The Northwest’s cold and wet weather can make everyday life a little tougher on your aging pets. Osteoarthritis (OA) is a progressive joint disease that is common in older dogs and cats – and it can be more painful in the winter months. As joint cartilage wears away with age, bone is exposed. When two bone ends grind against each other, it results in pain and inflammation – and it continues to worsen over time. Luckily, there are many things we can do to help your pet continue to live an active and comfortable life.
Watch for Signs of Pain
The symptoms of OA are much the same in both dogs and cats . Common signs to watch for include: an altered gait as the pet tries to keep weight off of painful joints, muscle loss from reduced exercise, and difficulty in getting up after lying down, maneuvering stairs and jumping. Depending on the amount of pain experienced, some pets may show a loss of appetite, changes in behavior, and/or lick or bite at the painful areas.
Options for Treament
At Animal Care Clinic we manage joint pain with a variety of pain control, anti-inflammatories, nutritional supplements, prescription diets, and therapies. In most cases, several treatment options are used together to build a management plan. Dasuquin is a supplement we often recommend in the early days of arthritis to protect joint cartilage and support joint repair. Adequan is an injection that stimulates the formation of healthy cartilage and joint fluid. In addition, we routinely recommend Hill’s j/d diet, which includes beneficial additives such as therapeutic levels of omega-3 fatty acids and antioxidants as well as glucosamine and chondroitin – all of which help decrease inflammation and promote healthy joints.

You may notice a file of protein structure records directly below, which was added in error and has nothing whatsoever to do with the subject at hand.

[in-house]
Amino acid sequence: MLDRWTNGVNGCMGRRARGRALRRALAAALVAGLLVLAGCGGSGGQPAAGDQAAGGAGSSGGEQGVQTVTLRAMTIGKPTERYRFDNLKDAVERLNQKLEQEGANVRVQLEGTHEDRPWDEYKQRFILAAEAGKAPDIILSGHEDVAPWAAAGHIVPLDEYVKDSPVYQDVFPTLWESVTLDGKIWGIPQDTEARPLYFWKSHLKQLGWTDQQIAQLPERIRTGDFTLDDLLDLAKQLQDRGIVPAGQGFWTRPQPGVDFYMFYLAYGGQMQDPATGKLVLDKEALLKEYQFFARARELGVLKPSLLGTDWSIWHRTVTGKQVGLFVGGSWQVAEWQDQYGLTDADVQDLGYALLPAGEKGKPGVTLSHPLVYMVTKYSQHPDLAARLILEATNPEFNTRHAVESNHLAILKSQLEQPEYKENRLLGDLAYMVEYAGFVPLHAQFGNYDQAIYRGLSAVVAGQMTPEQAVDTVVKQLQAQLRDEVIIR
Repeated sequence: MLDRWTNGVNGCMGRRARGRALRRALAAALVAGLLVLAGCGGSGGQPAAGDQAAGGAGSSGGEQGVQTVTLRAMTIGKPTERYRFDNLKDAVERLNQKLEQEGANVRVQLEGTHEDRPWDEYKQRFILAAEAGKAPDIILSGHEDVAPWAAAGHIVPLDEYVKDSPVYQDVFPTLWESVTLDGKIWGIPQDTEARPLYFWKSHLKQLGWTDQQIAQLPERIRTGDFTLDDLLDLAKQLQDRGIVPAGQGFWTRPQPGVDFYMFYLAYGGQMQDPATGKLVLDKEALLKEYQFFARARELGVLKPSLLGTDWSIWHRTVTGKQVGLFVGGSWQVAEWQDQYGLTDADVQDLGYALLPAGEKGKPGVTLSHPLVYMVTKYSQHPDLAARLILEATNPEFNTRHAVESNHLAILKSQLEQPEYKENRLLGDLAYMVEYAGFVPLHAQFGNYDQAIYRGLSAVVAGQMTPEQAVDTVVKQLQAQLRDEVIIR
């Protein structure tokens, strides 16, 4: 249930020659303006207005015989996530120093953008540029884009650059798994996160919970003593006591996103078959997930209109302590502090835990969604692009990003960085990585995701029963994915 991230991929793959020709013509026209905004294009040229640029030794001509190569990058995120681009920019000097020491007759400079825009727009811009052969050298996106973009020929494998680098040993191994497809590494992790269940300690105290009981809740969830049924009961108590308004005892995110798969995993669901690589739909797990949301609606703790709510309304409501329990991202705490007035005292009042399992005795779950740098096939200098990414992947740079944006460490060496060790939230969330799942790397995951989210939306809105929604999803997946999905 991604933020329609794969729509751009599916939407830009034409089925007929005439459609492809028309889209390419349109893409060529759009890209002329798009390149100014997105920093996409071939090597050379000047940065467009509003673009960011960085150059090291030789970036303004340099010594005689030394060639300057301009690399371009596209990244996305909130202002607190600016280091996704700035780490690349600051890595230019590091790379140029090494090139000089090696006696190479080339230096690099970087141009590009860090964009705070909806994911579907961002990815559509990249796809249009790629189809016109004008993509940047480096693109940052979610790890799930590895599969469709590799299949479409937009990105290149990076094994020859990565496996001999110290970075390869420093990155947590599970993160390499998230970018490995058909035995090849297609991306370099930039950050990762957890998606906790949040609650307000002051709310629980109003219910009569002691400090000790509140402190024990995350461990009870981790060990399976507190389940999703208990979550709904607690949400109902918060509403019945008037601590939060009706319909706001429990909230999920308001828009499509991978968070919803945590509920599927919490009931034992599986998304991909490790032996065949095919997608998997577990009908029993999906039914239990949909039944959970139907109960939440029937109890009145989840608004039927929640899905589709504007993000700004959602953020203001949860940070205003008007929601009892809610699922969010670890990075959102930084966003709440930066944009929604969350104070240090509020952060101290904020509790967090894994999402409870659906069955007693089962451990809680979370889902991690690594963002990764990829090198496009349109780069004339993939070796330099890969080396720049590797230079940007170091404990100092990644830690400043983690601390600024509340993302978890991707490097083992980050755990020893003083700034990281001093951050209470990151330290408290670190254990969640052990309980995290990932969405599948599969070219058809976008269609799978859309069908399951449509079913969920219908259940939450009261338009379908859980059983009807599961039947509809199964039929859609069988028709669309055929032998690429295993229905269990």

There are several non-medical treatment options available to treat joint pain. Cold laser therapy uses a beam of light to stimulate damaged cells to increase overall cellular function . This results in a reduction of pain, inflammation and swelling, an increase in circulation, and the release of endorphins – the body’s natural pain reliever.
The underwater treadmill uses the natural buoyancy and resistance of warm water to allow arthritic pets to exercise muscles and joints without putting pressure on sore points. The water pressure and temperature can alleviate swelling and pain. Muscle mass gradually increases without discomfort or stress as an arthritic pet will bear more weight on a sore limb in the water than on land.
Management is a Work in Progress
As OA progresses, there are prescription anti-inflammatories and pain relievers that can greatly improve the quality of life for your aging pet. An effective treatment plan for arthritis relief is a work in progress and likely to change as your pet continues to age. Your observation of your pet is the starting point of any plan. Is your old girl starting to miss her litter box? You might need to get her one with lower sides. Is your greybearded boy missing his evening meal and hanging out by himself after a big game of ball? Maybe it’s time to think about a milder form of exercise – like the underwater treadmill. And a heated dog bed. And an anti-inflammatory.
At Animal Care Clinic, we take pain very seriously. We believe our elderly friends deserve to age in grace and comfort. They never need to hurt. Give us a call to find out how we can help you to help them.